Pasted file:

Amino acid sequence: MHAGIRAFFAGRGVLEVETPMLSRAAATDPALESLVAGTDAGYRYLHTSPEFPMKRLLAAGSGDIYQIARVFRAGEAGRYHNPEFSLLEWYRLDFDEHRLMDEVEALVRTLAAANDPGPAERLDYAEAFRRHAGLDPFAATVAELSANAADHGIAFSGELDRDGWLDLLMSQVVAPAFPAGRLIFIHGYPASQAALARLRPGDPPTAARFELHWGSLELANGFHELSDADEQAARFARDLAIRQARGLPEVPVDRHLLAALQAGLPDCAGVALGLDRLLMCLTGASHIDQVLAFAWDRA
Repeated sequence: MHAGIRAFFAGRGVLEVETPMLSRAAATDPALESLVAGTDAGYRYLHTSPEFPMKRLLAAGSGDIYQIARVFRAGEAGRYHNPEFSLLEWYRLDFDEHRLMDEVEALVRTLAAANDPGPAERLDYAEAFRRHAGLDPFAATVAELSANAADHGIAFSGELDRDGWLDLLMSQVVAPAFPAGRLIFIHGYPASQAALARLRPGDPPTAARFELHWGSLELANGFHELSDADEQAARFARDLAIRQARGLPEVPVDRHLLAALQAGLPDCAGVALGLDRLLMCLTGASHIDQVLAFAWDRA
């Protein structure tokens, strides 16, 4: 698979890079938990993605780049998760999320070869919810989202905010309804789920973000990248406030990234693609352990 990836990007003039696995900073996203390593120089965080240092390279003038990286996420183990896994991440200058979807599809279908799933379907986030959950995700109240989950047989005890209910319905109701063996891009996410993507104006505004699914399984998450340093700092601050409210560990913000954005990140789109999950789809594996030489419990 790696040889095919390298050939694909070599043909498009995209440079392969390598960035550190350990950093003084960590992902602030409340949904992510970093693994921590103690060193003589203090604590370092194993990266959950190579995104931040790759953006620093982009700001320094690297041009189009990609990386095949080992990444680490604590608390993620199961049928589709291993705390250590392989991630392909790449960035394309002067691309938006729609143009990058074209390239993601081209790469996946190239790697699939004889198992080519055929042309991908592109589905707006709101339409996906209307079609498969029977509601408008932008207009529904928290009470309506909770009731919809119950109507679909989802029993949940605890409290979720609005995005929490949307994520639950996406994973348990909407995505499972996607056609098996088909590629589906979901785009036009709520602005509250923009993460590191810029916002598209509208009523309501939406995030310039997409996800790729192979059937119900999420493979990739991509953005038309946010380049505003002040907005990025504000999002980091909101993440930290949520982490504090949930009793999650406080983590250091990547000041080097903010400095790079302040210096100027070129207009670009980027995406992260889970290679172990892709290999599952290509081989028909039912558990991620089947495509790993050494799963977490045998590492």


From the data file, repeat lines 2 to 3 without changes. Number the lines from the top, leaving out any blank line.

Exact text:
Repeated sequence: MHAGIRAFFAGRGVLEVETPMLSRAAATDPALESLVAGTDAGYRYLHTSPEFPMKRLLAAGSGDIYQIARVFRAGEAGRYHNPEFSLLEWYRLDFDEHRLMDEVEALVRTLAAANDPGPAERLDYAEAFRRHAGLDPFAATVAELSANAADHGIAFSGELDRDGWLDLLMSQVVAPAFPAGRLIFIHGYPASQAALARLRPGDPPTAARFELHWGSLELANGFHELSDADEQAARFARDLAIRQARGLPEVPVDRHLLAALQAGLPDCAGVALGLDRLLMCLTGASHIDQVLAFAWDRA
């Protein structure tokens, strides 16, 4: 698979890079938990993605780049998760999320070869919810989202905010309804789920973000990248406030990234693609352990 990836990007003039696995900073996203390593120089965080240092390279003038990286996420183990896994991440200058979807599809279908799933379907986030959950995700109240989950047989005890209910319905109701063996891009996410993507104006505004699914399984998450340093700092601050409210560990913000954005990140789109999950789809594996030489419990 790696040889095919390298050939694909070599043909498009995209440079392969390598960035550190350990950093003084960590992902602030409340949904992510970093693994921590103690060193003589203090604590370092194993990266959950190579995104931040790759953006620093982009700001320094690297041009189009990609990386095949080992990444680490604590608390993620199961049928589709291993705390250590392989991630392909790449960035394309002067691309938006729609143009990058074209390239993601081209790469996946190239790697699939004889198992080519055929042309991908592109589905707006709101339409996906209307079609498969029977509601408008932008207009529904928290009470309506909770009731919809119950109507679909989802029993949940605890409290979720609005995005929490949307994520639950996406994973348990909407995505499972996607056609098996088909590629589906979901785009036009709520602005509250923009993460590191810029916002598209509208009523309501939406995030310039997409996800790729192979059937119900999420493979990739991509953005038309946010380049505003002040907005990025504000999002980091909101993440930290949520982490504090949930009793999650406080983590250091990547000041080097903010400095790079302040210096100027070129207009670009980027995406992260889970290679172990892709290999599952290509081989028909039912558990991620089947495509790993050494799963977490045998590492």